For a long time, in some cases years, economic development groups including the Wisconsin Technology Council and the Wisconsin Startup Coalition have advocated for the creation of a large public-private fund of funds to attract venture capital for Wisconsin’s growing tech industry.
According to a PwC MoneyTree report cited in Governor Tony Evers’ 2021-23 Budget in Brief, Wisconsin’s share of venture capital investment over the past 20 years has been one of the lowest in the country, averaging between 0.01% and 0.5% of the national total.
“We have been trailing our neighbors. We’ve been leaving money on the table,” says WEDC Deputy Secretary Sam Rikkers. “We have just as good, if not better, businesses. We have just as good, if not better, universities to attract those dollars. So let’s bring it here.”
Sparking entrepreneurial investment
State legislators on both sides of the aisle agree that growing Wisconsin’s entrepreneurial environment is vital to the state’s economic success, and that this growth requires venture capital investment.
The $25 million Badger Fund of Funds was created in 2013 as one way of addressing this deficit. Since then, its portfolio of venture capital funds has leveraged an average of $3.30 in private investment for every dollar they’ve invested.
“I think we’ve just scratched the surface with the Badger Fund of Funds. You have to create that ecosystem, because you have emerging companies and emerging technologies, and they have to have access to capital. Without that, we lose companies, we lose workers, we lose tax base—so it’s something that’s very important,” state Rep. Mike Kuglitsch (R-New Berlin) said in a March 24 Wisconsin Technology Council webinar. Kuglitsch is co-chair of the state Legislature’s Tech Caucus and was one of the bipartisan sponsors of Act 41, the legislation that created the Badger Fund of Funds.
The Wisconsin Fund proposal
Pointing to the success of the Badger Fund of Funds, Governor Evers’ 2021-23 proposed budget includes the creation of a larger, $100 million venture capital fund of funds. This proposed Wisconsin Fund would be similar to public-private venture capital initiatives launched in Indiana, Ohio, Michigan and Illinois in recent years to attract outside investment.
The governor’s proposal includes a required two-to-one match of private to state dollars, with a maximum investment of $25 million in any one fund receiving Wisconsin Fund dollars. It also requires that 20% of all investments be earmarked for underserved communities, including minority- and women-owned businesses and those in rural areas.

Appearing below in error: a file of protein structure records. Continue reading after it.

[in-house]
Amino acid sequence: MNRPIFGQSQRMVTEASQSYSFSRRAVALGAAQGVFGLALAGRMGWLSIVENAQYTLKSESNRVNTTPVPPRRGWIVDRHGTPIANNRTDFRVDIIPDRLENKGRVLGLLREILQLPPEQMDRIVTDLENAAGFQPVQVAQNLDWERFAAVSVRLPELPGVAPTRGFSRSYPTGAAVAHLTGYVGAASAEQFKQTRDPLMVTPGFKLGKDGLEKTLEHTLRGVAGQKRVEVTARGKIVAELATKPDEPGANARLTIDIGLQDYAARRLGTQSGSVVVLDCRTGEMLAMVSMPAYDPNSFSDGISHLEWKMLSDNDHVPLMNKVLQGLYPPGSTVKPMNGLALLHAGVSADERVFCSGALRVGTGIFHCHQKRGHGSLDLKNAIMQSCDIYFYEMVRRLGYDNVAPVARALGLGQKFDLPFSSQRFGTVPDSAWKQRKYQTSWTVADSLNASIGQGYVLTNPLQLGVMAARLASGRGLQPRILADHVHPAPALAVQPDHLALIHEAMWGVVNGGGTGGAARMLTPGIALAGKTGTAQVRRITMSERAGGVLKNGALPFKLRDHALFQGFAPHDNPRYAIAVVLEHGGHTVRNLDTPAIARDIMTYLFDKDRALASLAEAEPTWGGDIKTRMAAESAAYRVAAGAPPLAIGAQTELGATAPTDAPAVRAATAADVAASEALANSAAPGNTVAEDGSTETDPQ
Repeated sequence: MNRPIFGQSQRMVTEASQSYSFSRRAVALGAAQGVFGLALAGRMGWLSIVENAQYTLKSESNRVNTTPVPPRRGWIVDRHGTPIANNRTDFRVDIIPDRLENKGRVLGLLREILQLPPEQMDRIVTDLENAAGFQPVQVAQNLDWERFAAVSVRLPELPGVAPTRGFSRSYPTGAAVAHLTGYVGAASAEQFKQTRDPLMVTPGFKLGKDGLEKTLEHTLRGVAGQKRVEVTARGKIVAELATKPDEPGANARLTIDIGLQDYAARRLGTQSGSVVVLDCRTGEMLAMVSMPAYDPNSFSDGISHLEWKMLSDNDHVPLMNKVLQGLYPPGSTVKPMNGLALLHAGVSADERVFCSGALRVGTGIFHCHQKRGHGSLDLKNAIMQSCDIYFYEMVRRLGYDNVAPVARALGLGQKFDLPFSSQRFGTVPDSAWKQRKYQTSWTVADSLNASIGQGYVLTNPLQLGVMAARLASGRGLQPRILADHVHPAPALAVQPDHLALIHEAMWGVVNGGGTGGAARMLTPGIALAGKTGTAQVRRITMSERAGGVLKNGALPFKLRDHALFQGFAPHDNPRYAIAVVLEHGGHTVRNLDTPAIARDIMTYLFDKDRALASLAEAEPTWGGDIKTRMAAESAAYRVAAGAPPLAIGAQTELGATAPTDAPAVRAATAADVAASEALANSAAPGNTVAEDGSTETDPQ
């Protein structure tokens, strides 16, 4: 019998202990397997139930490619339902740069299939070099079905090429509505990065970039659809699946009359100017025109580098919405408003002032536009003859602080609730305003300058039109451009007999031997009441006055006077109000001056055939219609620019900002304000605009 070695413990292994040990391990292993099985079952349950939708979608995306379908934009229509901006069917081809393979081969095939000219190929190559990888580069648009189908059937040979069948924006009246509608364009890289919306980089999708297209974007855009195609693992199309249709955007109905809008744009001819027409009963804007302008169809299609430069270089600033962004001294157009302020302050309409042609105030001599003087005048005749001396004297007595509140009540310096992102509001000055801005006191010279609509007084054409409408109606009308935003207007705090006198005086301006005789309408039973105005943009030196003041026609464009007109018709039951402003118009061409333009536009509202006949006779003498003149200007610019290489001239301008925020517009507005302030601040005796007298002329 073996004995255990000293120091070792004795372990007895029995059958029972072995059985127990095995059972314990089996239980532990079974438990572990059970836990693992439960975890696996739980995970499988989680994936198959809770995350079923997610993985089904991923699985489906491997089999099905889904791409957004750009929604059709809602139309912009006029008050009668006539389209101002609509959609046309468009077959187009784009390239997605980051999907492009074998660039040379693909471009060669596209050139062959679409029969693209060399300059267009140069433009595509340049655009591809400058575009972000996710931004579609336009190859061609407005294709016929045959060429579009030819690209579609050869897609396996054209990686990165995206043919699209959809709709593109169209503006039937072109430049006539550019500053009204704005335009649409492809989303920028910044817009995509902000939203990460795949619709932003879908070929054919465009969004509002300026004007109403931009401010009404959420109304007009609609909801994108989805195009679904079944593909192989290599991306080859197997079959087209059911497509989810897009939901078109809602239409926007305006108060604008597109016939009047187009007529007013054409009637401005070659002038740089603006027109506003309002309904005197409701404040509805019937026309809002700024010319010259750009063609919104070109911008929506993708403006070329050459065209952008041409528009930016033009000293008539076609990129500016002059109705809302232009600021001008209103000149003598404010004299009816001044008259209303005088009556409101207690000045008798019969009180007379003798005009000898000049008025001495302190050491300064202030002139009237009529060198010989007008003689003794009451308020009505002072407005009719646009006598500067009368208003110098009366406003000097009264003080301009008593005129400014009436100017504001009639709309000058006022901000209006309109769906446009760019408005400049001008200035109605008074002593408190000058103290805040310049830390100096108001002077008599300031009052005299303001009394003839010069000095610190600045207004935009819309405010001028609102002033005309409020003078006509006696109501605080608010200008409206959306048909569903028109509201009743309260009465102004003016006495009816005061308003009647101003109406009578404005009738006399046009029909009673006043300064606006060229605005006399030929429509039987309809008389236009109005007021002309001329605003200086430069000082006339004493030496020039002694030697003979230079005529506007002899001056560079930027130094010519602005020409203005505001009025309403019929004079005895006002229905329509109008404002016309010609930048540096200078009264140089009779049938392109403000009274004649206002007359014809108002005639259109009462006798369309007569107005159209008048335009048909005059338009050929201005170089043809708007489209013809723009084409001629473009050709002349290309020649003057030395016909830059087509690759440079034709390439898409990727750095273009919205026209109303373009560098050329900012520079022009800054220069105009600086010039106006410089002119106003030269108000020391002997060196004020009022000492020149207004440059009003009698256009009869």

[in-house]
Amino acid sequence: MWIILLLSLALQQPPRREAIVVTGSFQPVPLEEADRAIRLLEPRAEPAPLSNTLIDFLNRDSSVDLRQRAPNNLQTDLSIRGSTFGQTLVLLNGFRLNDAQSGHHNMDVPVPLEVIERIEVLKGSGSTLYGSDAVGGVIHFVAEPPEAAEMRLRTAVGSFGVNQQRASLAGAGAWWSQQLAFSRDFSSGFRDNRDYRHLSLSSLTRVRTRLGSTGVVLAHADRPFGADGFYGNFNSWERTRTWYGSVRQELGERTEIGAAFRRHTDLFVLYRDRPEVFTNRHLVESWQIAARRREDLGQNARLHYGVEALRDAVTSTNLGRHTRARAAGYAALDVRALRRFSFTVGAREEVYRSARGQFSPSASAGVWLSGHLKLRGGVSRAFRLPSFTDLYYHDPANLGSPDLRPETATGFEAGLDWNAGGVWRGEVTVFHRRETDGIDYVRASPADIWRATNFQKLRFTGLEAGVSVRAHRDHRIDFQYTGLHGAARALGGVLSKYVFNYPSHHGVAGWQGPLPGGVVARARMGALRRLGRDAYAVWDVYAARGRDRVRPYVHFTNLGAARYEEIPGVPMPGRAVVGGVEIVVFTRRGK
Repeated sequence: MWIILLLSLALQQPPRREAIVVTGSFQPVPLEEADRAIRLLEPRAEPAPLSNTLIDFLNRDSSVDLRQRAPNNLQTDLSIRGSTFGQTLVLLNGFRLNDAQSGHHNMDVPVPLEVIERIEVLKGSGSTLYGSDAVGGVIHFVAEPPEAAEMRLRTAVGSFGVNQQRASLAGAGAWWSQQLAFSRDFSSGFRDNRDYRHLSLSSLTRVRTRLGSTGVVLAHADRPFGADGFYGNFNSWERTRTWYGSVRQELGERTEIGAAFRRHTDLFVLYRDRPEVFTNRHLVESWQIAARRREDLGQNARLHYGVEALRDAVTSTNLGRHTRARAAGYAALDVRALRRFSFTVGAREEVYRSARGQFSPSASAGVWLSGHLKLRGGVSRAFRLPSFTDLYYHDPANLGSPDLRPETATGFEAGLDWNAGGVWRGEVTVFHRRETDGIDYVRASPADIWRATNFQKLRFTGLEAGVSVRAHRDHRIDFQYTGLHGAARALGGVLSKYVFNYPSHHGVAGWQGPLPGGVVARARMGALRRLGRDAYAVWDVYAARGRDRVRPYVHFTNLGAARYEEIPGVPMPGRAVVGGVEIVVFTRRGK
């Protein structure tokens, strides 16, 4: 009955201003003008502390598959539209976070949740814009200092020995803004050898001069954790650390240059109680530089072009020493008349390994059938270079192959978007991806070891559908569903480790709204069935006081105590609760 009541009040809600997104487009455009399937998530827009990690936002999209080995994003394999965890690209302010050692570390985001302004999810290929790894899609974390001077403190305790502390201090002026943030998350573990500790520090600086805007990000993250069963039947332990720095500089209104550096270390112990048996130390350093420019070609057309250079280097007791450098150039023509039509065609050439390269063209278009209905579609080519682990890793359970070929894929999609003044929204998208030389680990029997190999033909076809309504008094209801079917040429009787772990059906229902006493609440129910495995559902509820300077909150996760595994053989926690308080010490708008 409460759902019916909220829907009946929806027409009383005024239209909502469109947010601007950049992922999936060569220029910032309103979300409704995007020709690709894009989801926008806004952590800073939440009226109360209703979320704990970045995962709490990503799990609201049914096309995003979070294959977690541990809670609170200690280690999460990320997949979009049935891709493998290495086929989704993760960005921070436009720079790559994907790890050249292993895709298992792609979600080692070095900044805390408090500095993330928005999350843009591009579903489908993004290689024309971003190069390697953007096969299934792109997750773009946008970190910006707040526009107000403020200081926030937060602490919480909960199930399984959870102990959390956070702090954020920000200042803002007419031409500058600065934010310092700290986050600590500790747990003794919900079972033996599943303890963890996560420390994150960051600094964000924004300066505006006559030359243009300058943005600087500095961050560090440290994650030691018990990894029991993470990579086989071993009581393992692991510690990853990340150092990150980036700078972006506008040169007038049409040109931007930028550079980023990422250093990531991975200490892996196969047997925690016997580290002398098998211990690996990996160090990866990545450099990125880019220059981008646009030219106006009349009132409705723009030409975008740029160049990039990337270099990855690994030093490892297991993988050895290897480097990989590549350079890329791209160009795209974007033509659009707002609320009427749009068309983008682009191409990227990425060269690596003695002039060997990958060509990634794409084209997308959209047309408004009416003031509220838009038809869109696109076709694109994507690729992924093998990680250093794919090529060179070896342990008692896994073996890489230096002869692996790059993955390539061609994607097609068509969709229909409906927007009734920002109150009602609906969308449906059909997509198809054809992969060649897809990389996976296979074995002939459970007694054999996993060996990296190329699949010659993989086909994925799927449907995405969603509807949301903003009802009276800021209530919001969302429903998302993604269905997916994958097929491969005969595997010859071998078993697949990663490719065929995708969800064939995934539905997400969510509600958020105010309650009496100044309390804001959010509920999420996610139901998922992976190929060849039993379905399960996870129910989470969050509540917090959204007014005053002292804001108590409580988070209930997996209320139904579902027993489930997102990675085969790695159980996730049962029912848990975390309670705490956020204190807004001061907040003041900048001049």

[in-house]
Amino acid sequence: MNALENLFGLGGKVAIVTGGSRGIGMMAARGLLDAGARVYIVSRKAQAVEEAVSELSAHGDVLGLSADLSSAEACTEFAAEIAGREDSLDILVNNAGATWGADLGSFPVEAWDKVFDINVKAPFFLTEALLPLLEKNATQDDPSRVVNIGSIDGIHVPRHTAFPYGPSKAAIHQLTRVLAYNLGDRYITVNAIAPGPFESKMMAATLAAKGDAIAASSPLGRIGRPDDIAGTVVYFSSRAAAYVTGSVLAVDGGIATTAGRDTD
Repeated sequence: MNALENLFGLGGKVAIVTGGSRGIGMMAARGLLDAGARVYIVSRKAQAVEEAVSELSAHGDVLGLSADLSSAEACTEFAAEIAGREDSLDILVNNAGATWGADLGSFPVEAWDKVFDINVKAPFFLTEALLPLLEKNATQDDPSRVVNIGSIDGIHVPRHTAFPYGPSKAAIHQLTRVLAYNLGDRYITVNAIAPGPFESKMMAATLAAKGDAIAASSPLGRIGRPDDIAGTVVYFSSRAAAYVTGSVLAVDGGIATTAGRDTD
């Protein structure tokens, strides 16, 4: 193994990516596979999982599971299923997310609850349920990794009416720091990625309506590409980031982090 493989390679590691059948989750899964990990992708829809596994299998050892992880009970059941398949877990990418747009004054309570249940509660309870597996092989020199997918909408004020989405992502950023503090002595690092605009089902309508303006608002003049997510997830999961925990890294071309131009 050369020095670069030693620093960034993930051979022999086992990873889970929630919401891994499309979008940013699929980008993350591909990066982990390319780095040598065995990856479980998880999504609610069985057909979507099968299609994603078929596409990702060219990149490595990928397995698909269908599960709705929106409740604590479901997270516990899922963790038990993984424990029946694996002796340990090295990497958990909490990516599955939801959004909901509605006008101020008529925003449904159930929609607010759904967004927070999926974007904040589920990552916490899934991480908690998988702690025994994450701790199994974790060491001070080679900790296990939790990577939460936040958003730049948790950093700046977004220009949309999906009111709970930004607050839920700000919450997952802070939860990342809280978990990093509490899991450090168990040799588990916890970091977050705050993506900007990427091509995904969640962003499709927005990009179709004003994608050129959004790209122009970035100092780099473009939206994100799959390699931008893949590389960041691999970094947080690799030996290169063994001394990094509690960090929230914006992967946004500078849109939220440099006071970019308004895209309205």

Separately, the governor’s proposed budget recommends waiving the requirement that the Badger Fund of Funds program repay its initial funding, so that it can continue to invest.
Building on the Badger Fund of Funds
The proposed Wisconsin Fund builds on the lessons state economic development experts have learned from the Badger Fund of Funds and programs like the Qualified New Business Venture (QNBV) tax credit.
“I think the Badger Fund of Funds has been such a success for Wisconsin,” Rikkers says. “Rather than being in competition with the Badger Fund of Funds, this would, as I see it, be an outgrowth and really fund the next phase of the Badger Fund of Funds companies and others.”
The most obvious difference between the two funds is size. The five venture capital funds that make up the Badger Fund of Funds portfolio focus their investments on seed- and growth-stage companies. The size of the proposed Wisconsin Fund—$100 million in public funds matched by at least $200 million in private commitments—would allow it to invest in Wisconsin companies at all stages of growth.
Where the Badger Fund of Funds is overseen by the Department of Administration, the Wisconsin Fund as proposed by the governor would be managed by WEDC. According to the Governor’s Budget in Brief, “By locating this fund of funds program at WEDC, this venture capital initiative will be able to utilize WEDC’s extensive relationships with businesses across Wisconsin to ensure that promising new businesses can be matched with necessary investment capital.”
Rikkers points out that WEDC programs like the QNBV tax credit help get businesses get started in Wisconsin, but “all too often we see those businesses, when they’re looking to grow, leaving Wisconsin and going to where their capital is from.”
The 2021-2023 biennial budget won’t be finalized for weeks or months yet. Whether the Wisconsin Fund represents an evolution or an expansion of the Badger Fund of Funds, Rep. Kuglitsch notes that there are still a lot of details to be addressed before the proposal can make it through the legislature in any form.
That said, a bipartisan group of eight former secretaries of WEDC and the Wisconsin Department of Commerce recently announced their support for the Wisconsin Fund plan.
“I don’t know of a better way we can draw a magnet to all the incredible investment opportunities we have in Wisconsin to the capital that seems to be locked on the coasts and has been for too long,” Rikkers says.